In the resulting uncertainty, cosmopolitan hopes and globalising norms were elbowed aside by nationalist political goals, protectionist economic aims and nativist cultural instincts. In his inaugural address in 1961, President John F. Kennedy spoke to and about “citizens of the world.” President Trump’s senior national security and economic advisers, H.R. McMaster and Gary Cohn, declared, in contrast, that “the world is not a ‘global community’ but an arena where nations, non-governmental actors and businesses engage and compete for advantage.” This was not just a Western phenomenon: by 2017 strongly nationalist leaders had taken power in Russia, China, Japan, India and Turkey.
The question for Australia is how it can remain prosperous and secure in a world whose current form and future trajectory seem so uncertain. What can it change, and where must it adjust? How can Australia maximise the options available to it? Foreign policy will be central to its response.
A nation’s success depends on many things – a strong economy, a cohesive society, robust institutions, an effective defence force. All these elements comprise statecraft, and foreign policy is the dimension of statecraft that engages most directly with the outside world. Its purpose is to expand the space in the international system within which the state can operate, making sure that in the constant flux of world politics its interests are protected and that choices are always available to policymakers so the country is not forced or coerced along particular paths.
The end of the postwar order
A country like Australia, which has global interests but not enough clout to get what it wants by throwing its weight around, will always be better off in a world where negotiated rules – which it has played a part in setting – prevail over ad hoc deals. That applies to everything from the environment to the rules of war. It’s the reason successive Australian governments have worked hard to help build the structures like the United Nations and the World Trade Organization where the rules are made.
All Australian governments have declared their support for a rules-based international order, but what does that mean? Phrases such as “rules-based order,” “liberal international order” and “existing order” are often used interchangeably. Foreign Minister Julie Bishop told a Singapore audience in March 2017 that “the long and prosperous peace” depended on the continuation of “the liberal rules-based order.” Malcolm Turnbull has said the maintenance of regional dynamism depends on the “rules-based structure that has enabled it.” But these are different things. A rules-based order is simply one in which the rules are agreed by the states involved. It doesn’t much matter what those rules are. All it requires is negotiation and reciprocal commitment. The International Civil Aviation Organization doesn’t require a particular set of values to be embedded in its regulations to prevent planes from crashing into each other. In contrast, the liberal international order was the specific system which emerged from the US-led efforts to remake the world at the end of World War II. Its characteristics included an open international trading system; new institutions, such as the United Nations, with universal membership, a security system anchored by a network of American security alliances; and the promotion of liberal norms in areas like human rights. Its liberal aims (contrasting with the earlier state-centred Westphalian system) were backed by American power.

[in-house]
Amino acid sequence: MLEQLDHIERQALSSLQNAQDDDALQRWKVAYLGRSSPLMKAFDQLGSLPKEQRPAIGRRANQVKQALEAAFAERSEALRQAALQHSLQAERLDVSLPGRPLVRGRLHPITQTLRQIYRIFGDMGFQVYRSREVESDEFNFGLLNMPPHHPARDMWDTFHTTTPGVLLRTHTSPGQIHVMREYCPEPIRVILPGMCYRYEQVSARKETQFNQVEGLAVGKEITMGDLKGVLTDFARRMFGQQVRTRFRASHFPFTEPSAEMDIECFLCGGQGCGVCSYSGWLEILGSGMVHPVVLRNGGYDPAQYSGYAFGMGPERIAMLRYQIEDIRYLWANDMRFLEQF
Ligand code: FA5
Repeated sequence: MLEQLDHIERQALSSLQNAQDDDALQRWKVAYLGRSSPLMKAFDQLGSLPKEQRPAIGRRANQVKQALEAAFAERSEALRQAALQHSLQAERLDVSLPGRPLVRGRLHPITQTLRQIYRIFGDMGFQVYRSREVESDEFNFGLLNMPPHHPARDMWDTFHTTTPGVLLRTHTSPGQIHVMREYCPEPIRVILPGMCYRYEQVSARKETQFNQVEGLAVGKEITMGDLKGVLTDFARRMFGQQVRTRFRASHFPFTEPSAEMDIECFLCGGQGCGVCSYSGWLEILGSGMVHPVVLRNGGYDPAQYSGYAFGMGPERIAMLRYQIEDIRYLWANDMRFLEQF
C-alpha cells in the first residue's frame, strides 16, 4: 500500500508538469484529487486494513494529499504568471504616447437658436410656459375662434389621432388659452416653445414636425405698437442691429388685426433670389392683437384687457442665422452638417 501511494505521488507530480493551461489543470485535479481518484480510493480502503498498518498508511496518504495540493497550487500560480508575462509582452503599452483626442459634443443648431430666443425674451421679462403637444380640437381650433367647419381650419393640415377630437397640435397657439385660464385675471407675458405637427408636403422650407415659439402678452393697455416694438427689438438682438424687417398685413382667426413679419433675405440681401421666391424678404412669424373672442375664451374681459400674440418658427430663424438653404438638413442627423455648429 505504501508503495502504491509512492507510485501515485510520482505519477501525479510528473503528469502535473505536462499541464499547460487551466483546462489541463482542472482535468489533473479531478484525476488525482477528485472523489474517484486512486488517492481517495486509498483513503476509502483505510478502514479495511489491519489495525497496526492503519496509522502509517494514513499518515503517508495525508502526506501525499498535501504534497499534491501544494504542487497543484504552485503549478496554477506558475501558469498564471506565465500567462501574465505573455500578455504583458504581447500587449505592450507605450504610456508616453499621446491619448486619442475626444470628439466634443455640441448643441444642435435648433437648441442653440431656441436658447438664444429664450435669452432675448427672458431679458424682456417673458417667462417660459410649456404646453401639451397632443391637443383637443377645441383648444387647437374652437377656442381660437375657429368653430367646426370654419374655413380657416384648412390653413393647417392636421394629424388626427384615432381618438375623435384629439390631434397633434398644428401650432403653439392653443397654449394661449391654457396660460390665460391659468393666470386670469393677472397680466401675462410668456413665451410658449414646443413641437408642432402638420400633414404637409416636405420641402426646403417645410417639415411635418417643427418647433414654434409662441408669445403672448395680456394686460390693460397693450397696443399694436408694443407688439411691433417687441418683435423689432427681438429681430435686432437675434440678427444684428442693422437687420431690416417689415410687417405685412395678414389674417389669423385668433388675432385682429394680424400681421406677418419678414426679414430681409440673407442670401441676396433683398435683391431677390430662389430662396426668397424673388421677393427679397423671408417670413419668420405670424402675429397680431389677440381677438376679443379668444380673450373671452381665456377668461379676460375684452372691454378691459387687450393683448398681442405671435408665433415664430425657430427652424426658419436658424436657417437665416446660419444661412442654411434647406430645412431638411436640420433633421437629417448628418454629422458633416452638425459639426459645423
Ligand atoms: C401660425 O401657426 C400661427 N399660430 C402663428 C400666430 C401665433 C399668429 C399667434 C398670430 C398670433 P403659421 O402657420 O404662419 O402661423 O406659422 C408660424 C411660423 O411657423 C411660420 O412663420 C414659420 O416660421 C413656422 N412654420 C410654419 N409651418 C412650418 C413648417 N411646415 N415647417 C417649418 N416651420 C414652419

But that postwar order, in the way we have known it, is over – for several reasons. New states want greater say in the way the rules are set. No consensus exists on what those rules should be. And in areas such as open trade, the US administration has backed away from some of its founding principles. As a result, global rule-making is at a low ebb and the institutions that support it are increasingly weak and frayed. It is unclear what will come next, but the status quo certainly can’t be sustained.